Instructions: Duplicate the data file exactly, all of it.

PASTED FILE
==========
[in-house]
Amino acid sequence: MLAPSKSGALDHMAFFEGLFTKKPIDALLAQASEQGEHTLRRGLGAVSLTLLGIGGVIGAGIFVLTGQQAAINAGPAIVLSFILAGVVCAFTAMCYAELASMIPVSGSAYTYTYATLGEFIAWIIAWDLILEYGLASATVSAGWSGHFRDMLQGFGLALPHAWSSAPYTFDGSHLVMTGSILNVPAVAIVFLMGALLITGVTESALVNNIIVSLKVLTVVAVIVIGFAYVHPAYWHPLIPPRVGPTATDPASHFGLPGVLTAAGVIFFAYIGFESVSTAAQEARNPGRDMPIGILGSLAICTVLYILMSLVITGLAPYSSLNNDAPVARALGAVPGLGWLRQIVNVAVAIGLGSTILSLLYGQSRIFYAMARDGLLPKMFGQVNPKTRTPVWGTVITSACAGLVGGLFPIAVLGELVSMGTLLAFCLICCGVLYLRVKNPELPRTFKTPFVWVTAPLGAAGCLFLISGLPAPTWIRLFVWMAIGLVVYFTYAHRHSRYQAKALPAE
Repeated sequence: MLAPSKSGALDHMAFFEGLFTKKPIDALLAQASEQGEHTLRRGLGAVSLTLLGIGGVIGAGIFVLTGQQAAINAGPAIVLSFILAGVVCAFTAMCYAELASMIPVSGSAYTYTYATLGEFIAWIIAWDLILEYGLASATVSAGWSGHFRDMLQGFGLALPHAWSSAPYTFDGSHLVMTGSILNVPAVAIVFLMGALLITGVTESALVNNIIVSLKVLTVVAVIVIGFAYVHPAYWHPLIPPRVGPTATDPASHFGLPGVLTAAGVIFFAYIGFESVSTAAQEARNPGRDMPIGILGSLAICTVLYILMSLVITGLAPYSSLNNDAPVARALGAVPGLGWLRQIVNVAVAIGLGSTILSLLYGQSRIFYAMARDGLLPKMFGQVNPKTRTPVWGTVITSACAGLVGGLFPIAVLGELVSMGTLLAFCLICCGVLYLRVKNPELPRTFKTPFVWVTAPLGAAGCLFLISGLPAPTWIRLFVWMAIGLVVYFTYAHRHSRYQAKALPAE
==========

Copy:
[in-house]
Amino acid sequence: MLAPSKSGALDHMAFFEGLFTKKPIDALLAQASEQGEHTLRRGLGAVSLTLLGIGGVIGAGIFVLTGQQAAINAGPAIVLSFILAGVVCAFTAMCYAELASMIPVSGSAYTYTYATLGEFIAWIIAWDLILEYGLASATVSAGWSGHFRDMLQGFGLALPHAWSSAPYTFDGSHLVMTGSILNVPAVAIVFLMGALLITGVTESALVNNIIVSLKVLTVVAVIVIGFAYVHPAYWHPLIPPRVGPTATDPASHFGLPGVLTAAGVIFFAYIGFESVSTAAQEARNPGRDMPIGILGSLAICTVLYILMSLVITGLAPYSSLNNDAPVARALGAVPGLGWLRQIVNVAVAIGLGSTILSLLYGQSRIFYAMARDGLLPKMFGQVNPKTRTPVWGTVITSACAGLVGGLFPIAVLGELVSMGTLLAFCLICCGVLYLRVKNPELPRTFKTPFVWVTAPLGAAGCLFLISGLPAPTWIRLFVWMAIGLVVYFTYAHRHSRYQAKALPAE
Repeated sequence: MLAPSKSGALDHMAFFEGLFTKKPIDALLAQASEQGEHTLRRGLGAVSLTLLGIGGVIGAGIFVLTGQQAAINAGPAIVLSFILAGVVCAFTAMCYAELASMIPVSGSAYTYTYATLGEFIAWIIAWDLILEYGLASATVSAGWSGHFRDMLQGFGLALPHAWSSAPYTFDGSHLVMTGSILNVPAVAIVFLMGALLITGVTESALVNNIIVSLKVLTVVAVIVIGFAYVHPAYWHPLIPPRVGPTATDPASHFGLPGVLTAAGVIFFAYIGFESVSTAAQEARNPGRDMPIGILGSLAICTVLYILMSLVITGLAPYSSLNNDAPVARALGAVPGLGWLRQIVNVAVAIGLGSTILSLLYGQSRIFYAMARDGLLPKMFGQVNPKTRTPVWGTVITSACAGLVGGLFPIAVLGELVSMGTLLAFCLICCGVLYLRVKNPELPRTFKTPFVWVTAPLGAAGCLFLISGLPAPTWIRLFVWMAIGLVVYFTYAHRHSRYQAKALPAE